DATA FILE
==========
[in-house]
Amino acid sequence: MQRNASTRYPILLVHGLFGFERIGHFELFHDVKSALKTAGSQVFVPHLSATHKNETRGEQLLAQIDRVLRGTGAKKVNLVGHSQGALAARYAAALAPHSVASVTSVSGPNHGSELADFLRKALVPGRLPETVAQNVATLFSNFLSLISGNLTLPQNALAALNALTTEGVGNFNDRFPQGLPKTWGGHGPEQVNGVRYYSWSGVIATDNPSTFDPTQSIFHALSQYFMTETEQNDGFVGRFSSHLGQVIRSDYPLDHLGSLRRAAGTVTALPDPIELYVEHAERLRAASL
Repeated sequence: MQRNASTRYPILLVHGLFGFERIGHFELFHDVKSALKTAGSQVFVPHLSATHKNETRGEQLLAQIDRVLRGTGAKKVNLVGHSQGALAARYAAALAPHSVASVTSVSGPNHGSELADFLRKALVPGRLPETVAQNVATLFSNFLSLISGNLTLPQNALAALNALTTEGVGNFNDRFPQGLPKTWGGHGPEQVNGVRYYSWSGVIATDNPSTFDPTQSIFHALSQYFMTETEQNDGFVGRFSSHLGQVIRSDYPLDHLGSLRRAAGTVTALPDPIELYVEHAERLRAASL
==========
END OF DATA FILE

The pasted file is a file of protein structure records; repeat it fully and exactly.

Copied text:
[in-house]
Amino acid sequence: MQRNASTRYPILLVHGLFGFERIGHFELFHDVKSALKTAGSQVFVPHLSATHKNETRGEQLLAQIDRVLRGTGAKKVNLVGHSQGALAARYAAALAPHSVASVTSVSGPNHGSELADFLRKALVPGRLPETVAQNVATLFSNFLSLISGNLTLPQNALAALNALTTEGVGNFNDRFPQGLPKTWGGHGPEQVNGVRYYSWSGVIATDNPSTFDPTQSIFHALSQYFMTETEQNDGFVGRFSSHLGQVIRSDYPLDHLGSLRRAAGTVTALPDPIELYVEHAERLRAASL
Repeated sequence: MQRNASTRYPILLVHGLFGFERIGHFELFHDVKSALKTAGSQVFVPHLSATHKNETRGEQLLAQIDRVLRGTGAKKVNLVGHSQGALAARYAAALAPHSVASVTSVSGPNHGSELADFLRKALVPGRLPETVAQNVATLFSNFLSLISGNLTLPQNALAALNALTTEGVGNFNDRFPQGLPKTWGGHGPEQVNGVRYYSWSGVIATDNPSTFDPTQSIFHALSQYFMTETEQNDGFVGRFSSHLGQVIRSDYPLDHLGSLRRAAGTVTALPDPIELYVEHAERLRAASL